‘Nope’ centers on cinema


Elle Myers, Staff Writer, Assistant Opinion Editor

Jordan Peele released his third directed film, “Nope,” satisfying the insatiable desire for a great scare. Starring Daniel Kaluuya and Keke Palmer, this science fiction horror film will leave you on the edge of your seat.

Divided into five chapters, “Nope” is about the horse-wrangling Haywood siblings, OJ and Emerald Haywood. After a nickel fell from the sky and killed their father, the siblings tried to find answers to his mysterious passing. One night, they eerily lose power, forcing them to look up at the sky, where they notice an unmoving cloud which makes them wonder if their father’s death was extraterrestrial.

Slowly, the Haywood siblings believe the answer lies in the unexplainable presence of a UFO. When trying to capture the UFO, they discover more about it–most notably, its hunger for living objects. Jupe, played by Steven Yeun, is a washed up child actor turned carnival host who also tries to catch the extraterrestrial being after a fateful encounter during his younger days. Without giving too much away, the movie results in the Haywood siblings finding the “Oprah shot” they have been looking for.

Now, let’s get into the reason everyone watches Jordan Peele films: symbolism. It’s no shocker that “Nope” was embedded with symbolism after seeing Peele’s “Get Out” in 2017 and “Us” in 2019. After watching “Nope” twice, I still find it difficult to understand the subtly added symbolism. However, I believe it adds depth to his films, especially “Nope.”

One of the major themes in “Nope” is the influence of cinema. Throughout the movie, the Haywood siblings and their co-conspirators try to capture a photo of the UFO in spite of knowing how deadly it is. Gaining an “Oprah shot” of the UFO will not only make them money but also notoriety. The lure of fame and success further pushes the influence of cinema.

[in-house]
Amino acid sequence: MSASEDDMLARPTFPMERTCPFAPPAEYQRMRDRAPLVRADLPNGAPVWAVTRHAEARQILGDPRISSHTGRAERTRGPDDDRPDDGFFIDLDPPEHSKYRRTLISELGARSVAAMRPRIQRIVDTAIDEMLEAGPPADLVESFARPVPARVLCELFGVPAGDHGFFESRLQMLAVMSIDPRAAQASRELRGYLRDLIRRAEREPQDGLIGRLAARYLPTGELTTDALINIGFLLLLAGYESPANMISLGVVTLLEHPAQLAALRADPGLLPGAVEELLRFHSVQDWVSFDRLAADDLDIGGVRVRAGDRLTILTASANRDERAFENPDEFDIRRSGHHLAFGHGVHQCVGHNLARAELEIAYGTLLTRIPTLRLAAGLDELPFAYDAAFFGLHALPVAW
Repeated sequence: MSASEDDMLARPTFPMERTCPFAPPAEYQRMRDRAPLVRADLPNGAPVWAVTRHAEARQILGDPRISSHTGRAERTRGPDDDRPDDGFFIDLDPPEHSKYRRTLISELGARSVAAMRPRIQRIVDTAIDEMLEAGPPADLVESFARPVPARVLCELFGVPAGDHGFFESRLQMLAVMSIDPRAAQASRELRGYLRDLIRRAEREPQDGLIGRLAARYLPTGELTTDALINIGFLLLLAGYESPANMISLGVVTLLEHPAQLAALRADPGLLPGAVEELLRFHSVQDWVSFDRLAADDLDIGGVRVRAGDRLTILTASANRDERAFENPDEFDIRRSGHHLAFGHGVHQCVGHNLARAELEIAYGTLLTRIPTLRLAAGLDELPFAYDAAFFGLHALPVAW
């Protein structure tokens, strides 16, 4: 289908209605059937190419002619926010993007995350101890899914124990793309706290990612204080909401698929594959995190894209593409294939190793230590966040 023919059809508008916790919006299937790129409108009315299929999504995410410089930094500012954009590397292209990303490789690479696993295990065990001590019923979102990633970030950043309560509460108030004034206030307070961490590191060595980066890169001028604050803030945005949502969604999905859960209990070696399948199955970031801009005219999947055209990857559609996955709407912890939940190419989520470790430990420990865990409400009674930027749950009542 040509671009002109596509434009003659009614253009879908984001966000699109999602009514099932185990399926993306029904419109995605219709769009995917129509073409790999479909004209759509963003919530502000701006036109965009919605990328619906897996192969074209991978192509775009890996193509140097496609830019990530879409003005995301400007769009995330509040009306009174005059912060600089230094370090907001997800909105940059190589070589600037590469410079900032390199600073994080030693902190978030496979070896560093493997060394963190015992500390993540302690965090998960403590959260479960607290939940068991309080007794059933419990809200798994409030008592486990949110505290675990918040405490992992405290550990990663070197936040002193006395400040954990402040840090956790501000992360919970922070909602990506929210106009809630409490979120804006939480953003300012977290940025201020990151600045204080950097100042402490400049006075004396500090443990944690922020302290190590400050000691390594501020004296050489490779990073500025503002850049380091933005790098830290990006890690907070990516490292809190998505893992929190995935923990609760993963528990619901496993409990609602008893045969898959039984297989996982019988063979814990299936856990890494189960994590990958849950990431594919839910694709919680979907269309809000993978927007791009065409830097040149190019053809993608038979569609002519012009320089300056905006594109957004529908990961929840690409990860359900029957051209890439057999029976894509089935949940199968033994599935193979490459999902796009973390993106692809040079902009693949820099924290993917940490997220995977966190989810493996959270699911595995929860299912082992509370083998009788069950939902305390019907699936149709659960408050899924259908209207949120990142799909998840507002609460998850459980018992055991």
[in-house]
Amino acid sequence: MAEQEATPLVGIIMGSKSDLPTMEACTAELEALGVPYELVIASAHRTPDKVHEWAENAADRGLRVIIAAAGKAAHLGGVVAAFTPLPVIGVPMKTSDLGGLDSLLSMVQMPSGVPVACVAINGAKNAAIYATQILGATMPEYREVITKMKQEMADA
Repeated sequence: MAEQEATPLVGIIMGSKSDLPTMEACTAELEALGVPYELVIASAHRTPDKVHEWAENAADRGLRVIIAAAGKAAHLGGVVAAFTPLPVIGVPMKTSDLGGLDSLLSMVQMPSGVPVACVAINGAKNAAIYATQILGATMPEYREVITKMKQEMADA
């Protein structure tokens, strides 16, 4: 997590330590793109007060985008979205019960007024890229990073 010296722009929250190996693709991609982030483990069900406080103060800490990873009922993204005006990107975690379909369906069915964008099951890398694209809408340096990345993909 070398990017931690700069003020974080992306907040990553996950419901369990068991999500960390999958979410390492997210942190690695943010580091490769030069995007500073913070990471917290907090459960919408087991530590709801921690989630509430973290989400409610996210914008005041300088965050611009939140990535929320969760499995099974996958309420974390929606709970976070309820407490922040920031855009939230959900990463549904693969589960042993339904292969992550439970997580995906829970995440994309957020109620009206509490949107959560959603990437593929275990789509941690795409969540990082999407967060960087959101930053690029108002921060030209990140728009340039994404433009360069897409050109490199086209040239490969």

“Get Out” can be easily understood without the explanation of underlying themes. In “Get Out,” the themes are clearly race and betrayal. However, in “Nope,” the line is not as evident. Without the understanding, audiences would enjoy a cute movie about a man taking a picture of a UFO.

Another notable aspect of the film was the powerful acting. Daniel Kaluuya, who also stars in “Get Out,” gave another astonishing performance, playing the role of heroic OJ Haywood. Sitting in the movie theater, you can feel his guttural cries as he tries to save his sister. Similar to Kaluuya’s performance, Keke Palmer, who plays the role of Emerald Haywood, gave audiences a humorous performance while she finishes her long and strenuous journey. These impressive performances add depth to an already magnificent film.

“Nope” is one of the best movies I’ve watched since “Us.” Peele has proven his film capabilities once again, and this film is arguably his best film to date. “Nope” is currently in theaters and on Amazon Prime.